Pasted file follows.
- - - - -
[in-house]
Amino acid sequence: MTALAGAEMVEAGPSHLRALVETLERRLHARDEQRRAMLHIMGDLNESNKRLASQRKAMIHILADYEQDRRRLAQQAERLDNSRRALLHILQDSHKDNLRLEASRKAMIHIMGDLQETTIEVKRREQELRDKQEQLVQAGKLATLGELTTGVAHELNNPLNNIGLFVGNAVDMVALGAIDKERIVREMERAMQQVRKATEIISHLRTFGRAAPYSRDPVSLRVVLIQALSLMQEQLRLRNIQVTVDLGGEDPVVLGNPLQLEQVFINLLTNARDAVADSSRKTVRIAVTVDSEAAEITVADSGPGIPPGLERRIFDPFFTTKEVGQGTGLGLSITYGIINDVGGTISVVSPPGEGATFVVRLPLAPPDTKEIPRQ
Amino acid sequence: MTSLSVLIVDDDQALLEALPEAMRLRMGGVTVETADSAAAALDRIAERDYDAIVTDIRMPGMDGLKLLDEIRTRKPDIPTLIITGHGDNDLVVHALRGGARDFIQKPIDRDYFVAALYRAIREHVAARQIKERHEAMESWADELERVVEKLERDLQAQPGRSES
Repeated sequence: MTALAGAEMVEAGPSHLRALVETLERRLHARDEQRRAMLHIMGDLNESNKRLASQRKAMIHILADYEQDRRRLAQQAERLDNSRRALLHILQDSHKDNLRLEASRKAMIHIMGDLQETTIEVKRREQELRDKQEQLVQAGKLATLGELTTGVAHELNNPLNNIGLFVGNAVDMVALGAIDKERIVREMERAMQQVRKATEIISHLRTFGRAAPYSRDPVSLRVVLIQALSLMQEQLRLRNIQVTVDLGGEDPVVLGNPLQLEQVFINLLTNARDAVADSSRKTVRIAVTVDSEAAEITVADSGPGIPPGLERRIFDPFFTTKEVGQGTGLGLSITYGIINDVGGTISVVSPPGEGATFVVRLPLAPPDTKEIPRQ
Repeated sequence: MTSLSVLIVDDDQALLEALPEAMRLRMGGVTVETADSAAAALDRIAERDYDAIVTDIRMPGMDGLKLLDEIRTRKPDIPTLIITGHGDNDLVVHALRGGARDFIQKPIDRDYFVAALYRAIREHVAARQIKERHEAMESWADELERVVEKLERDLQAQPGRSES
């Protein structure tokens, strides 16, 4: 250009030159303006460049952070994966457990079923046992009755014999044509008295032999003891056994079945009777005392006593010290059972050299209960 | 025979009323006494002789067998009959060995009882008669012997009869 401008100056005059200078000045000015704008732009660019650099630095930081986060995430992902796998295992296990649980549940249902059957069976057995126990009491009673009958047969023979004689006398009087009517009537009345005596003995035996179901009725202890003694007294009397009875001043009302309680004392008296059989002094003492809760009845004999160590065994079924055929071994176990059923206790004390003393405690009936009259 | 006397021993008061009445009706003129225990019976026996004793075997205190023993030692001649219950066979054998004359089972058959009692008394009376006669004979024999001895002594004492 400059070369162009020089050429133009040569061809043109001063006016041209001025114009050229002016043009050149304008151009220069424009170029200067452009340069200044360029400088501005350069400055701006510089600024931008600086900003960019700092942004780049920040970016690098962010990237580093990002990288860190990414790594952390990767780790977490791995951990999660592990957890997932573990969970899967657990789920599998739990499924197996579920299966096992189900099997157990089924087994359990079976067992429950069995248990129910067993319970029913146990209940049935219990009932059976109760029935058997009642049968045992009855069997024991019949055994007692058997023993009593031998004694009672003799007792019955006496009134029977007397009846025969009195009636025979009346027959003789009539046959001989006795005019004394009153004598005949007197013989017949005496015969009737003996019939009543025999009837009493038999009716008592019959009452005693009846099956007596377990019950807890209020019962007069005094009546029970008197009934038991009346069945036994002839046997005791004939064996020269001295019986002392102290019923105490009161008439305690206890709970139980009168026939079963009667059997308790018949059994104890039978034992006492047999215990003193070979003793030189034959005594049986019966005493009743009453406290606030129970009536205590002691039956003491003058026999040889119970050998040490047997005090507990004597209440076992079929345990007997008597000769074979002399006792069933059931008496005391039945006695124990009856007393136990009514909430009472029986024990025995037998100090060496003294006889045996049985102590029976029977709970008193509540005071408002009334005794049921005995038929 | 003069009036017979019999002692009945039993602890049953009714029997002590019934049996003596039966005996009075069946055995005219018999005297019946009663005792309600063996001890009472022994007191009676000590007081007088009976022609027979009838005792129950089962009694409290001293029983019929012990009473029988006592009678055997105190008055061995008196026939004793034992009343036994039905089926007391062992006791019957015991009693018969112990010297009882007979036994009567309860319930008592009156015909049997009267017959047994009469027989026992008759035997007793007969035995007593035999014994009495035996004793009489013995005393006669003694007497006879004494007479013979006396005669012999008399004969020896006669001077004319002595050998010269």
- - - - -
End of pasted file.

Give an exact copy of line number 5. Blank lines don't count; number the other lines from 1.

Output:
Repeated sequence: MTSLSVLIVDDDQALLEALPEAMRLRMGGVTVETADSAAAALDRIAERDYDAIVTDIRMPGMDGLKLLDEIRTRKPDIPTLIITGHGDNDLVVHALRGGARDFIQKPIDRDYFVAALYRAIREHVAARQIKERHEAMESWADELERVVEKLERDLQAQPGRSES